The completion of the launch automatically reduces the superiority of the US Army and a long held egemony on GPS.
The United States had continuously tried all they could to halt the program, but ultimately failed to stop it, thanks to China’s resilience. China’s resilience facilitated the completion of their BeiDou global satellite navigational system(GPS).
The United States was the first country in the world to operate and maintain a GPS system in the early 1970s. In other to reduce this monopoly, about fifteen (15) European countries came together to develop another global positioning system called Galileo in March 2002. While in development, the then US Deputy Defence Secretary, Paul Wolfowitz, gave a stern warning to the European Union’s minister of defence against developing an alternative global positioning system to the US. He also threatened that the US will not hesitate to shoot down any satellites that they launch.
However, Europe did their best to withstand the pressure mounted by the US at that time, also bringing in China in 2003 to help out with the Galileo project.
China contributed about €230 million to help funding project, but was ultimately played out of the project when pro-US European leaders assumed power from 2005 onwards. This resulted in China being effectively excluded from the project on alleged grounds of ‘National Security’.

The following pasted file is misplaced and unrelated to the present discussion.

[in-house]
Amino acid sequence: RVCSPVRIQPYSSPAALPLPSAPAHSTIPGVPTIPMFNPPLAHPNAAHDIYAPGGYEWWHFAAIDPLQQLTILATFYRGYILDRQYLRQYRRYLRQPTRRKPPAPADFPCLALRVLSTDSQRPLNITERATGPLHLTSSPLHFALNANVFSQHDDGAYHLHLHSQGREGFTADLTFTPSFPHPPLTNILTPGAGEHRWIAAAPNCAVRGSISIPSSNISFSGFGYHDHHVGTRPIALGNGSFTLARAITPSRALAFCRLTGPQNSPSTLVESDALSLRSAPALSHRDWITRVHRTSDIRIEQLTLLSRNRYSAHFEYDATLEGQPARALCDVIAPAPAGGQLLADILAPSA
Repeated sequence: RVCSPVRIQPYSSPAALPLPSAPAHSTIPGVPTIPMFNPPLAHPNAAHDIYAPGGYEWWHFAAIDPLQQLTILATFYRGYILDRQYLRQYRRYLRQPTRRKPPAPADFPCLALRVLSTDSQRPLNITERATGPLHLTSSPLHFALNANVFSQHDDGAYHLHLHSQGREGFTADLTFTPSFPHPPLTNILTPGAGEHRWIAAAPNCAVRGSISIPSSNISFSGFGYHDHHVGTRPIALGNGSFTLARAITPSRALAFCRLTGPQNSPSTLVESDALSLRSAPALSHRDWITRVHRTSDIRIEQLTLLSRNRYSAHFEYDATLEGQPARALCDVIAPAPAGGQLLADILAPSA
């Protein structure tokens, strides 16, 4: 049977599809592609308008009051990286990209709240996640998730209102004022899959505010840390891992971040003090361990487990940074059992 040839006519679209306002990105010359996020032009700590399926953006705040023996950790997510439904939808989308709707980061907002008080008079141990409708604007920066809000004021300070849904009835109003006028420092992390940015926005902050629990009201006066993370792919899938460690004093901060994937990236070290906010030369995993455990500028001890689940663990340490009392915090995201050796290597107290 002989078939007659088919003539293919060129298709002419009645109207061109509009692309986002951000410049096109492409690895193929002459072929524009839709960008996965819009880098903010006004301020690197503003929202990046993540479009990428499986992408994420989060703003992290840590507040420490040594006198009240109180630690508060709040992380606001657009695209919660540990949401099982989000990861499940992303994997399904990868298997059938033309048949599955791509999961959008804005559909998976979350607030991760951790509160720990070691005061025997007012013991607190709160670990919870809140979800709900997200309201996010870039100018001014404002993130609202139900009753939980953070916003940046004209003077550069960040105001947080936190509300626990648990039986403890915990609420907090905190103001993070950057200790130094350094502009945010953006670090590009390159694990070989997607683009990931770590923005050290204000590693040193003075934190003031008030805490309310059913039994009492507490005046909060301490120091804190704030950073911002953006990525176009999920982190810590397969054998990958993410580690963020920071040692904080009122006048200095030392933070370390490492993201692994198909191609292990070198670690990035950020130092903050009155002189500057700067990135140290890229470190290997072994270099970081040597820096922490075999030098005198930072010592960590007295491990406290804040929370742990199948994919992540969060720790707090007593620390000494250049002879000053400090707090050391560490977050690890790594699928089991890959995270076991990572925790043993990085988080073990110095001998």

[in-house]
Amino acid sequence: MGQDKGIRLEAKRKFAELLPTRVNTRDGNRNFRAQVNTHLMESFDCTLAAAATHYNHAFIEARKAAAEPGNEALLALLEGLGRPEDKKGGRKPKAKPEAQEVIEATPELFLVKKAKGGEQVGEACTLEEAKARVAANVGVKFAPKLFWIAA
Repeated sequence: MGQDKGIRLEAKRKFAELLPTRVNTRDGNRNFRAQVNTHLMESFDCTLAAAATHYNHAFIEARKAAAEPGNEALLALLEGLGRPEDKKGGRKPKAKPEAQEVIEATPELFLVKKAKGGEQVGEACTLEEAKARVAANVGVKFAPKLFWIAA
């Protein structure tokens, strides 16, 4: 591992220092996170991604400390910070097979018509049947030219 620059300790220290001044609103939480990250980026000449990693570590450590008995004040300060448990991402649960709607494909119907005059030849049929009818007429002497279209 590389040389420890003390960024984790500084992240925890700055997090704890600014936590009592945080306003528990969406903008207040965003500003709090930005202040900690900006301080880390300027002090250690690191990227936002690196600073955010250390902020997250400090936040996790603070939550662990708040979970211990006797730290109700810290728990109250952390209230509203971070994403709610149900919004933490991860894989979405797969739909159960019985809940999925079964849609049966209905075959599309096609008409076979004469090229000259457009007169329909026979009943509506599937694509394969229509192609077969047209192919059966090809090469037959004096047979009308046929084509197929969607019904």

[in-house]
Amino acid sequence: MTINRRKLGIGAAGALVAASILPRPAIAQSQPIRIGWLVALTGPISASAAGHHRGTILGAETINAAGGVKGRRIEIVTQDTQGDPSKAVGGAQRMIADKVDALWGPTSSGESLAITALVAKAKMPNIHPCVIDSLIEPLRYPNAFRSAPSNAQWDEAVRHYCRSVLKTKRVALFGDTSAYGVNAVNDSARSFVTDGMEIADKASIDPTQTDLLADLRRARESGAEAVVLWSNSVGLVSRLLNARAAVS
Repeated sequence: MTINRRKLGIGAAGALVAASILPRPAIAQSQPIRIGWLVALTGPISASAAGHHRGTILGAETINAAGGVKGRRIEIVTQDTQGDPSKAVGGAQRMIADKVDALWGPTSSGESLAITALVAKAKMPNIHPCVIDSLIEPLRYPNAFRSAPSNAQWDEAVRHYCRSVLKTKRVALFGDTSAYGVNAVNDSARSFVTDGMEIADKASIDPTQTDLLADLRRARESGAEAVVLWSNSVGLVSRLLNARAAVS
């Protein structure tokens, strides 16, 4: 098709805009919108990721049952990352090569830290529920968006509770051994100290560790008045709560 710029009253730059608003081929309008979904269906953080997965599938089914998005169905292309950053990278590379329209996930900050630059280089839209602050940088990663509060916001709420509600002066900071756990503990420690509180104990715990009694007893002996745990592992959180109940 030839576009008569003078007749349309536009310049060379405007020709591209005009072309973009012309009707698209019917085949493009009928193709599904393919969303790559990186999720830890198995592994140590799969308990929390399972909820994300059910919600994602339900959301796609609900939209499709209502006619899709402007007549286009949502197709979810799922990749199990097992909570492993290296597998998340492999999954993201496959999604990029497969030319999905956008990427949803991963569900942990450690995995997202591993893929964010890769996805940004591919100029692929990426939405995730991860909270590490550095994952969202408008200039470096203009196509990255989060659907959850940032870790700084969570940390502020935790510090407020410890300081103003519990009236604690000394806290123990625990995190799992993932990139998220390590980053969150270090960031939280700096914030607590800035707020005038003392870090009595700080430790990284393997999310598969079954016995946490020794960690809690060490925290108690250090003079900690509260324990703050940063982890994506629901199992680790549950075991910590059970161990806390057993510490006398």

Having had enough, China decided to go it alone in 2006. The United States had already demonstrated its capability to take down any satellite with its ASM-135 ASAT missile back in 1985, were prepared to incinerate any Chinese positioning satellite system put into space. But, something happened on 11th Jan, 2007 which changed everything.
China successfully performed an anti-satellite test with a kinetic kill vehicle called SC-19. The test was a deterrence message to the US that if they shoot down any Chinese satellites, the Chinese will not hesitate to shoot down US satellites as well.
After ensuring that the message was well received by the US, China started launching its operational BeiDou satellites into space. This program was finally completed for global coverage on the June, 23,2020 after the last BD-3 satellite was successfully launched into orbit.